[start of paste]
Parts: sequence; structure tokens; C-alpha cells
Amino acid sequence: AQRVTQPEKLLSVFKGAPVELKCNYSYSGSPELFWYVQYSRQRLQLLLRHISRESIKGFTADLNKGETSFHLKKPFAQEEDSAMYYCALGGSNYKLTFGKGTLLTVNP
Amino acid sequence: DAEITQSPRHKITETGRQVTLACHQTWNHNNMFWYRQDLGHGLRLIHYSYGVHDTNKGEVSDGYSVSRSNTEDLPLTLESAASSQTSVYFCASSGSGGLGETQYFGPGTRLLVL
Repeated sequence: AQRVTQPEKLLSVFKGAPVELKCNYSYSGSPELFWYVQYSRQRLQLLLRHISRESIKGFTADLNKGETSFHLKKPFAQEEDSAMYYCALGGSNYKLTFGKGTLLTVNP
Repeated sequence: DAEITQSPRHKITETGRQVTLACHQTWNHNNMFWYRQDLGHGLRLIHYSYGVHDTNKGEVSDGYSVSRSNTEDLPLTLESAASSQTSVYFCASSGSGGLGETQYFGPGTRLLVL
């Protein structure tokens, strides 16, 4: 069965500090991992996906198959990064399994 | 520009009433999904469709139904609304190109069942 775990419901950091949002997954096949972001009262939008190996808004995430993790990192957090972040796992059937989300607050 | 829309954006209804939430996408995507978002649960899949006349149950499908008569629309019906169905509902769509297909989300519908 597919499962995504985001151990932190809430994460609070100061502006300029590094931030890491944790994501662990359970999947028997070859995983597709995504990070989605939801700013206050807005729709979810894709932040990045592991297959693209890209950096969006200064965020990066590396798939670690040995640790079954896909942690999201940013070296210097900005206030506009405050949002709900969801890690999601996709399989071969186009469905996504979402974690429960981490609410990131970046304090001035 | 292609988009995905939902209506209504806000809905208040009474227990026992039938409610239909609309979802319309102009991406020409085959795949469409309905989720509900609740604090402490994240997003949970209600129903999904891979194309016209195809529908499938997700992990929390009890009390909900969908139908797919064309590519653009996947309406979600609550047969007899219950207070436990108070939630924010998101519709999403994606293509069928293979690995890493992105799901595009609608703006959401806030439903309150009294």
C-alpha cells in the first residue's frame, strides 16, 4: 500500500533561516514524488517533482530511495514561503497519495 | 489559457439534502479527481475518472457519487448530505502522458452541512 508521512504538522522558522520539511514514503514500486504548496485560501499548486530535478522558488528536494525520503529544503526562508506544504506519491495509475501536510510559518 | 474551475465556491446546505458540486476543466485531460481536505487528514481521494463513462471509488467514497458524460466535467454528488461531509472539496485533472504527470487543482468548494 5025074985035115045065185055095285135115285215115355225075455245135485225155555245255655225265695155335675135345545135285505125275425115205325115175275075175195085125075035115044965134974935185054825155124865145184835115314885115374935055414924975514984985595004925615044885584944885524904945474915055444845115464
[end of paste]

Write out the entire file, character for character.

Parts: sequence; structure tokens; C-alpha cells
Amino acid sequence: AQRVTQPEKLLSVFKGAPVELKCNYSYSGSPELFWYVQYSRQRLQLLLRHISRESIKGFTADLNKGETSFHLKKPFAQEEDSAMYYCALGGSNYKLTFGKGTLLTVNP
Amino acid sequence: DAEITQSPRHKITETGRQVTLACHQTWNHNNMFWYRQDLGHGLRLIHYSYGVHDTNKGEVSDGYSVSRSNTEDLPLTLESAASSQTSVYFCASSGSGGLGETQYFGPGTRLLVL
Repeated sequence: AQRVTQPEKLLSVFKGAPVELKCNYSYSGSPELFWYVQYSRQRLQLLLRHISRESIKGFTADLNKGETSFHLKKPFAQEEDSAMYYCALGGSNYKLTFGKGTLLTVNP
Repeated sequence: DAEITQSPRHKITETGRQVTLACHQTWNHNNMFWYRQDLGHGLRLIHYSYGVHDTNKGEVSDGYSVSRSNTEDLPLTLESAASSQTSVYFCASSGSGGLGETQYFGPGTRLLVL
């Protein structure tokens, strides 16, 4: 069965500090991992996906198959990064399994 | 520009009433999904469709139904609304190109069942 775990419901950091949002997954096949972001009262939008190996808004995430993790990192957090972040796992059937989300607050 | 829309954006209804939430996408995507978002649960899949006349149950499908008569629309019906169905509902769509297909989300519908 597919499962995504985001151990932190809430994460609070100061502006300029590094931030890491944790994501662990359970999947028997070859995983597709995504990070989605939801700013206050807005729709979810894709932040990045592991297959693209890209950096969006200064965020990066590396798939670690040995640790079954896909942690999201940013070296210097900005206030506009405050949002709900969801890690999601996709399989071969186009469905996504979402974690429960981490609410990131970046304090001035 | 292609988009995905939902209506209504806000809905208040009474227990026992039938409610239909609309979802319309102009991406020409085959795949469409309905989720509900609740604090402490994240997003949970209600129903999904891979194309016209195809529908499938997700992990929390009890009390909900969908139908797919064309590519653009996947309406979600609550047969007899219950207070436990108070939630924010998101519709999403994606293509069928293979690995890493992105799901595009609608703006959401806030439903309150009294």
C-alpha cells in the first residue's frame, strides 16, 4: 500500500533561516514524488517533482530511495514561503497519495 | 489559457439534502479527481475518472457519487448530505502522458452541512 508521512504538522522558522520539511514514503514500486504548496485560501499548486530535478522558488528536494525520503529544503526562508506544504506519491495509475501536510510559518 | 474551475465556491446546505458540486476543466485531460481536505487528514481521494463513462471509488467514497458524460466535467454528488461531509472539496485533472504527470487543482468548494 5025074985035115045065185055095285135115285215115355225075455245135485225155555245255655225265695155335675135345545135285505125275425115205325115175275075175195085125075035115044965134974935185054825155124865145184835115314885115374935055414924975514984985595004925615044885584944885524904945474915055444845115464